Quantum chemistry of lithium graphene interactions: catalytic activity of the phenolate

SALGADO, A.; RADOVIC, L.; GARCÍA, X.:
Proceeding The first latino american workshop on carbon materials for energy and the environment, Vol.1 167-168 (2014).

Abstract

Interest in the fundamental aspects of lithium-graphene interactions has grown tremendously over the past several decades, as their applications evolved from intercalation compounds to char and biomass gasification catalysis. Lately, the focus is on carbon-based energy storage in rechargeable batteries, where phenolic surface groups presumably play an important role in improving the capacity of reduced graphene oxide. Here we report the results of our ongoing studies, using density functional theory (DFT), to gain an improved mechanistic understanding of chemisorption, surface rearrangement and desorption pathways for oxygen when an alkali phenolate is present at varying distances from a reactive zigzag site in graphene.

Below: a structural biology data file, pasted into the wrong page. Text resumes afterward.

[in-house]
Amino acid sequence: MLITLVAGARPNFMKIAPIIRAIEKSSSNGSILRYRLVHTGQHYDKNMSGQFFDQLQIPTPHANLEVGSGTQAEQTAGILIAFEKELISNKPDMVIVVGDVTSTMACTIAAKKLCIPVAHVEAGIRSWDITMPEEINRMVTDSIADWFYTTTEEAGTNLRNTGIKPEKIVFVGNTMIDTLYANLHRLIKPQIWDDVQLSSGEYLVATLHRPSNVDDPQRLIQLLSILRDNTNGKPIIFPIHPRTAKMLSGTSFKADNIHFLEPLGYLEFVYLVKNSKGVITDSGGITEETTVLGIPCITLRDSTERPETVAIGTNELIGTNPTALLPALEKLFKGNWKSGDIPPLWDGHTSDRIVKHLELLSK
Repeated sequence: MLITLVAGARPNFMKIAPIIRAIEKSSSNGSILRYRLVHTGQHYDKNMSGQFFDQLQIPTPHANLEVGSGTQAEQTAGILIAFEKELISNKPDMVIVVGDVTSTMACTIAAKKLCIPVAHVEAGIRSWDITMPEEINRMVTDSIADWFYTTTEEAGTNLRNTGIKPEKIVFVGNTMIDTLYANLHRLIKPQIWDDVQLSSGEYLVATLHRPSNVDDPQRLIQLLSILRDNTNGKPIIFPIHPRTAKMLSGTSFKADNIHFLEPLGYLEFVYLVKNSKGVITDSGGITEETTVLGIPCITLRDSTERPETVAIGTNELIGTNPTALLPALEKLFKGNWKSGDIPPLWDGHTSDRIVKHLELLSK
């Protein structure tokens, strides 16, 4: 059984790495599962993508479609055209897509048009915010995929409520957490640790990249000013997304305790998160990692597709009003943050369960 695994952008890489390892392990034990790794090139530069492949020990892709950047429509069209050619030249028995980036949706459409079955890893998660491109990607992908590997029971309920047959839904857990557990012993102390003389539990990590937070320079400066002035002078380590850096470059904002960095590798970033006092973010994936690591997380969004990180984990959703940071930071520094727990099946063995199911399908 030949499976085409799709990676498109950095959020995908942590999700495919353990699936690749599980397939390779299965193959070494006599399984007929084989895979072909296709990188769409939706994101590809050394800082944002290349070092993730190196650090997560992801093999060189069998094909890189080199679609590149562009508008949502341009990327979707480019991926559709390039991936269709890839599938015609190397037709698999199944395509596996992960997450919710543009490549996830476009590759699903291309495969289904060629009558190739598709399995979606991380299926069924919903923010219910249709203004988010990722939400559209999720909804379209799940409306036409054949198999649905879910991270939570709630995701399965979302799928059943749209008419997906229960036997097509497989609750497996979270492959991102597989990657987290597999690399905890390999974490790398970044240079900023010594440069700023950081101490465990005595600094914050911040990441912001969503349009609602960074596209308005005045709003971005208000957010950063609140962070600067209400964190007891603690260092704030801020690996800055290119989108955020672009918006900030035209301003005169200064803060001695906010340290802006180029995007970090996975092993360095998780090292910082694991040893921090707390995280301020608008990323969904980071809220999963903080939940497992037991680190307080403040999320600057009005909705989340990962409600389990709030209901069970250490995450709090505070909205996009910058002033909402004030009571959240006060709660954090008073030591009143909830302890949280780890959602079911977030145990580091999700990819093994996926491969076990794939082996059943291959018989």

The Gaussian quantum chemistry software is used to study the interaction of O2 with a free zigzag site in prototypical graphene molecules that have an –OLi group in its vicinity. The DFT model chemistry selected was B3LYP with the 6-31G(d) basis set; special care was exercised in the analysis of the spin multiplicity (M) of both ground and transition states. Transition-state structures were sought using the QST2 and/or QST3 procedures.

Chemisorption is found to be exothermic in all cases and it is barrierless in the presence of lithium phenolate. Surface rearrangement is endothermic in the absence of the phenolate, and becomes exothermic in its presence. Furthermore, the highest barrier, for the cleavage of the bond between adsorbed O atoms, is reduced from ca. 13 to ca. 6.0 kcal/mol, as a consequence of Li-O attraction. Finally, the mechanistic pathway found for oxygen reaction in the presence of lithium phenolate is analogous to the mechanism when alkali phenolate is absent. But, when lithium is present there is a path that leads to desorption of CO, rather than CO2, in remarkable analogy to what has been suggested to proceed in the absence of alkali phenolates.

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